Looking back, my first realization that something unfamiliar was going on with me was when I was about 45 years old. I was crying more than my usual PMS (premenstrual syndrome) amount … sobbing. I called my friend Cordelia, saying, “I don’t know why I keep crying so much today. I don’t feel like myself.”
What was happening to me?
I was in the midst of choosing which kindergarten to send our son to in seven months. I know that’s big, but the volume of tears that were flooding my ducts just didn’t seem to match the intensity of the circumstance. I felt this strange urge to call my son’s preschool teacher to discuss my options. From the phone I told her, between sobs, I wanted to speak to her, and asked if she was available. I had never cried in front of her, so she probably thought I was dying or something.
She offered to see me right away. When I arrived at her classroom, the floodgates were open. This volume of crying alone was...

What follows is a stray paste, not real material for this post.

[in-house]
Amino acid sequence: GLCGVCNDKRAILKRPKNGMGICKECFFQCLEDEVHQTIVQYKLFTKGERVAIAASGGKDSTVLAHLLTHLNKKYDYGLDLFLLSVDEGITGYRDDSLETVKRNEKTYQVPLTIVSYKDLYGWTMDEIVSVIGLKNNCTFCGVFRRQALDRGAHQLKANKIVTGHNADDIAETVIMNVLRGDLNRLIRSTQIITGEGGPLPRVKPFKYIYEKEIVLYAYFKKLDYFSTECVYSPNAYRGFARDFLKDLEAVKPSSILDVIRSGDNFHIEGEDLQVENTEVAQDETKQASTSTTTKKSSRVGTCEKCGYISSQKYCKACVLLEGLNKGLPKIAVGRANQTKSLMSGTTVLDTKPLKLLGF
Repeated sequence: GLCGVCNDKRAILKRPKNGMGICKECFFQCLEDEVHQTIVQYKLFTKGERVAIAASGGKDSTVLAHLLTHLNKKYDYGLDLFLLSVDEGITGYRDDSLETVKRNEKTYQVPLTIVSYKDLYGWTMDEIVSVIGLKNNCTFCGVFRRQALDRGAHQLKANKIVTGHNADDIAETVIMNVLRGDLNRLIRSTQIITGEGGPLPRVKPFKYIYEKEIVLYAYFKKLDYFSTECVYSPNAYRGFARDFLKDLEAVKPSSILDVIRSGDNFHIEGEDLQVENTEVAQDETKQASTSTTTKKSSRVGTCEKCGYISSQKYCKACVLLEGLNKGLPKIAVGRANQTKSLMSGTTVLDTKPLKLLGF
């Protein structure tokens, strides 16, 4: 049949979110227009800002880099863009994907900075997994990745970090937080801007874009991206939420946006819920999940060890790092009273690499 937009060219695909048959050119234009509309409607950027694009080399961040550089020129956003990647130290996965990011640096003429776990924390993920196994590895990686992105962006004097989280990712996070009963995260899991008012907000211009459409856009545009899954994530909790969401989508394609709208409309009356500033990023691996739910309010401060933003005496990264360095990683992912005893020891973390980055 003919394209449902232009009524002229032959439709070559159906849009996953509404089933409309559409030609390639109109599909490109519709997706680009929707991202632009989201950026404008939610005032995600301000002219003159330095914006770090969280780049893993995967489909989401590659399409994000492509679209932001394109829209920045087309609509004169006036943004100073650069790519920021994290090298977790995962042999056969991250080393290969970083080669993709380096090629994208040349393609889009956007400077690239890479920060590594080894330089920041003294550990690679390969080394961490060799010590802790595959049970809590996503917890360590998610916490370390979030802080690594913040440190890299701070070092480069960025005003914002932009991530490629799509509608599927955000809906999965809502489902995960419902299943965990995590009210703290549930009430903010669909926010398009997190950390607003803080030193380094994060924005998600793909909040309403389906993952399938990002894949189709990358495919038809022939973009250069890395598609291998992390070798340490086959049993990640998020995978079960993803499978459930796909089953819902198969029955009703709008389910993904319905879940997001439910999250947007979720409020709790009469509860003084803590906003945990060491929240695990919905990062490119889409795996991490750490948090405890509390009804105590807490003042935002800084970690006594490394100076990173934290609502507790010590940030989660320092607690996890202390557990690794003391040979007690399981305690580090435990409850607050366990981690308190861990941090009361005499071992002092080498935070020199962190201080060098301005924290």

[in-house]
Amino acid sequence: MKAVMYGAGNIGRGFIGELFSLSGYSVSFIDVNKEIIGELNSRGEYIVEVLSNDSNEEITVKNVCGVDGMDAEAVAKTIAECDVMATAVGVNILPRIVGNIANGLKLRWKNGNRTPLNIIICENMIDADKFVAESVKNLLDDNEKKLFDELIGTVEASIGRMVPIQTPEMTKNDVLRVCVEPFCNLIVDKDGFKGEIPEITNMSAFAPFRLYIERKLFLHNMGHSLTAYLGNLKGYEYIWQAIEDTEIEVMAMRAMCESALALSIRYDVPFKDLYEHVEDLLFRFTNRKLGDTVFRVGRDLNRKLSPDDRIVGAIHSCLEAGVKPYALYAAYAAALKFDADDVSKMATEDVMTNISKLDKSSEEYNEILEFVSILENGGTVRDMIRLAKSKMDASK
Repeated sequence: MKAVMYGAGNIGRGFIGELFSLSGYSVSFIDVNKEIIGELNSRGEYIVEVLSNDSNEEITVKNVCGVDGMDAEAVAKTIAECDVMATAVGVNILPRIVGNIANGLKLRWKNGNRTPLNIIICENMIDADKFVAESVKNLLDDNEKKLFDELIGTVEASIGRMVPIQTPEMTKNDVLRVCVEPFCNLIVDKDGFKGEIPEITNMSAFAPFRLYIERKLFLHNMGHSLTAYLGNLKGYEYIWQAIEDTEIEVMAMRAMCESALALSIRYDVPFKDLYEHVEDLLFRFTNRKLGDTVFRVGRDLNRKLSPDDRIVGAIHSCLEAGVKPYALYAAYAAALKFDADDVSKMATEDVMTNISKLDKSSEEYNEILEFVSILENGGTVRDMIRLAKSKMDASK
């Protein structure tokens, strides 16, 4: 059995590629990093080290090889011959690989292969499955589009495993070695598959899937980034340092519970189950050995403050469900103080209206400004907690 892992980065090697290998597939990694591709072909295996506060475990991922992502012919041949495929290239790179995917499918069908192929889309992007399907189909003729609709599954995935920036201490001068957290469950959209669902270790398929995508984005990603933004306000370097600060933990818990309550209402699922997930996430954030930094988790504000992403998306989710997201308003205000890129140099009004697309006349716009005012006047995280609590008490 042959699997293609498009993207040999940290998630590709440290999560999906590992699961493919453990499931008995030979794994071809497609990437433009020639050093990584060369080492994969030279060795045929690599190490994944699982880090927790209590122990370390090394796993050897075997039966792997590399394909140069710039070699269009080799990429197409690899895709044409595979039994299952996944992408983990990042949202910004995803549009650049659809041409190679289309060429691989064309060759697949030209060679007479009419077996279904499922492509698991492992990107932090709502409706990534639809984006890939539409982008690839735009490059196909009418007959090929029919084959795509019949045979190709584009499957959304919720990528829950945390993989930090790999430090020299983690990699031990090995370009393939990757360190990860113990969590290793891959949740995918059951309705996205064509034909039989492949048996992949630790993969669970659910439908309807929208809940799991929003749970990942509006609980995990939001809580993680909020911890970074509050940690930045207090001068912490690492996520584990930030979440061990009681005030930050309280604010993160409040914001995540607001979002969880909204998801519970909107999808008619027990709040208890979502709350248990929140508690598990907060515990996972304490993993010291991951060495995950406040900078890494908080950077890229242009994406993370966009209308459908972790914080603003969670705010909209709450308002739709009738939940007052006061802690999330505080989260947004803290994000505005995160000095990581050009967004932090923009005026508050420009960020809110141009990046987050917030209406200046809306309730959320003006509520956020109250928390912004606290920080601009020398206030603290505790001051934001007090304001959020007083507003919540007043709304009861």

Around the age of 10, my mother put me on my first diet. She had only the best of intentions. But, looking back, I realized that my weight had made her uncomfortable. I had been fine with it. The body that made her uncomfortable was functioning just as it needed to be in preparation for the onset of puberty.
Years later, I have made peace with my cherished anorexic mom, knowing that she loved me as much as a mother could love a child, and was merely passing on what was taught to her at my age. I am grateful for having the right mom for me.
Nonetheless, this began my 14-year spiral deep into the world of what I refer to as “diet mentality,” which included endless dieting accompanied by dangerously rapid weight fluctuation and progressive weight gain, perfectionism, compulsive exercising, people-pleasing and negative self-talk in an effort to feel good enough and thin enough to be lovable. You name it, there was not a diet I hadn’t tried between 1969 and 1984....